sly and subversive attack on modern action film clichés.
21 JUMP STREET fully acknowledges the sheer absurdity of the
overblown aesthetic of, say, a Michael Bay, as shown in car chase sequence
the heroes and a biker gang that goes to great lengths to have things
crashing into conveniently placed fuel tanker trucks and other highly
explosive obstacles…to only have no explosions occur (a fireball does
come when a vehicle comes careening into a truck of chickens).
Beyond that, this film also shrewdly sends-up how so many other
films use actors that are too woefully old to be playing high schoolers;
Tatum is 31 and Hill is 28, and school officials and other classmates they
come in contact with can’t seem to believe that they're students either.
The performances are also spot-on: I especially liked Ice Cube methodically playing up to every angry black dude police captain role we’ve seen so many times before (in reference to Franco’s drug dealer, he states, “This kid is white, so people actually give a shit!”). Jonah Hill – also serving as co-writer and co-producer here – has his reliably strong improvisational wits intact, but the real surprise is the typically mannequin-esque Tatum, an actor that typically has a range and thespian skill that traverses between middling to seriously lacking (he is sometimes so stoic and wooden in dramas that you have to remind yourself that he’s trying to be serious). Yet, in 21 JUMP STREET he’s so invigoratingly self-deprecating and just brazenly lets loose with a full-throttled, inhibitions-and-vanity-be-damned performance of frequent gut-busting joviality. Playing dumb and making it legitimately funny as well as endearing does take talent.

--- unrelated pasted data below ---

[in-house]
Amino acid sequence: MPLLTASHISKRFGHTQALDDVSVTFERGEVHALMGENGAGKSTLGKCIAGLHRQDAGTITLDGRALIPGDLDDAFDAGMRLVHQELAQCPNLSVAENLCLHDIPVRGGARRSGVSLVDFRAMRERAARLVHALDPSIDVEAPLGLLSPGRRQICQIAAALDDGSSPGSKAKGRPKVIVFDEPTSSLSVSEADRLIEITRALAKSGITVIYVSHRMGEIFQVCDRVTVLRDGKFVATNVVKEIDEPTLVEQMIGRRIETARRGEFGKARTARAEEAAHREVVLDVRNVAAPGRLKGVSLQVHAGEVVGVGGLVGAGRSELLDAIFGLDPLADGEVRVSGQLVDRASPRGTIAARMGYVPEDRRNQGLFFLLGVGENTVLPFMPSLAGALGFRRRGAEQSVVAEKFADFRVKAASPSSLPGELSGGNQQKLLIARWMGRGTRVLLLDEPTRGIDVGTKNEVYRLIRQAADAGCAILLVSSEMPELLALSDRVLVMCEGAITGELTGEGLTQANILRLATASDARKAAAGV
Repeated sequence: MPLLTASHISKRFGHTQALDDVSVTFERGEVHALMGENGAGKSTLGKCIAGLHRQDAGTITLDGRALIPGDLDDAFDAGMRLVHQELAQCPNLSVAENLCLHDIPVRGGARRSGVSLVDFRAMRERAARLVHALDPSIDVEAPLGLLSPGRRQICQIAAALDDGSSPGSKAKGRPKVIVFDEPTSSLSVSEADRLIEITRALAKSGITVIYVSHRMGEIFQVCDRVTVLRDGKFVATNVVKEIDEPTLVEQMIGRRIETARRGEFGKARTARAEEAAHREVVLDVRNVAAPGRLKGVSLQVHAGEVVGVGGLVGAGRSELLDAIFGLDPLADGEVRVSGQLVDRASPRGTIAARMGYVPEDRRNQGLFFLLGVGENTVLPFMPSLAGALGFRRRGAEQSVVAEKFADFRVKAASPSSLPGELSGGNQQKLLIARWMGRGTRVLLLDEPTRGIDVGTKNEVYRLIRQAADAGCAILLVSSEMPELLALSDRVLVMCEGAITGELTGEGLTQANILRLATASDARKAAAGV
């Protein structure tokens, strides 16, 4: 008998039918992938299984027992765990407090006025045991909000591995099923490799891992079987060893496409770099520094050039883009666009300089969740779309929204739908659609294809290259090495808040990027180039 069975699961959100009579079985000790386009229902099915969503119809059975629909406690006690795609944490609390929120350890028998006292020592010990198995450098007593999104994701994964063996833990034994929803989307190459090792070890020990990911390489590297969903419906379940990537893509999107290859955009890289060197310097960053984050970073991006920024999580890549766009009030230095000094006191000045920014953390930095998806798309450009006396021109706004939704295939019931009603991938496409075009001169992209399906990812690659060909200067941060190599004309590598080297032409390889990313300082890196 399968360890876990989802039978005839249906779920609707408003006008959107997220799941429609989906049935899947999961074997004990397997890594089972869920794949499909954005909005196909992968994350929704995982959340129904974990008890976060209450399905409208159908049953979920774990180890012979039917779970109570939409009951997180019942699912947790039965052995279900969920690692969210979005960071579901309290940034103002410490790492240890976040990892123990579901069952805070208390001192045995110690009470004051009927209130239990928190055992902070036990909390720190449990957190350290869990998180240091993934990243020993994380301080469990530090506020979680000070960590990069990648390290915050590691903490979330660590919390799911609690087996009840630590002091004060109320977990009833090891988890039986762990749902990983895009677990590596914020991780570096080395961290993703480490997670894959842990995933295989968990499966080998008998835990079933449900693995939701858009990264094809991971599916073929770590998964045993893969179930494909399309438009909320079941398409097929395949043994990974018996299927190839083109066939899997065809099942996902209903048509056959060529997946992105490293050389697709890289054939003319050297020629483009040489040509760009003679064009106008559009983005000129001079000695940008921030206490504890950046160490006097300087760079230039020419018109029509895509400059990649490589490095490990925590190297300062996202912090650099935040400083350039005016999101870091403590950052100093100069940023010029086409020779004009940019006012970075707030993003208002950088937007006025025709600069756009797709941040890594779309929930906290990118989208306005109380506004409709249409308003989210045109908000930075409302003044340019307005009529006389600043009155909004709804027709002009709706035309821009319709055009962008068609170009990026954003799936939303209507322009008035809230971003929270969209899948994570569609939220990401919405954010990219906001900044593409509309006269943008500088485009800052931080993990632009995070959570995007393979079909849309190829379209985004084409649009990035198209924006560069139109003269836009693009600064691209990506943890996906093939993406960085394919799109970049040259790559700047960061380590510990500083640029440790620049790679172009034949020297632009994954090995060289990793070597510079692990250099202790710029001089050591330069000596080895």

21 JUMP STREET may not win over die-hard aficionados of the old TV series, but as a breathlessly funny satire of teen high school angst and 80’s action film chic, it’s seriously enjoyable. It may perhaps go on far too long (it is 109 minutes, which is about ten minutes or so too long, even though our patience is rewarded with a surprise cameo by one the TV show’s stars during its fever pitched action climax, which – without spoiling anything – shows how the actor is a really, really good sport). Furthermore, the film contains some decidedly hit-or-miss gags and pratfalls, but its sheer comic energy and go-for-broke determination to make us laugh makes 21 JUMP STREET the rowdiest, most self-aware, and most consistently droll bromantic cop comedy since THE OTHER GUYS. Hill and Tatum may be, at face value, a horribly incongruent acting pair, but their oddball chemistry wins us over big time.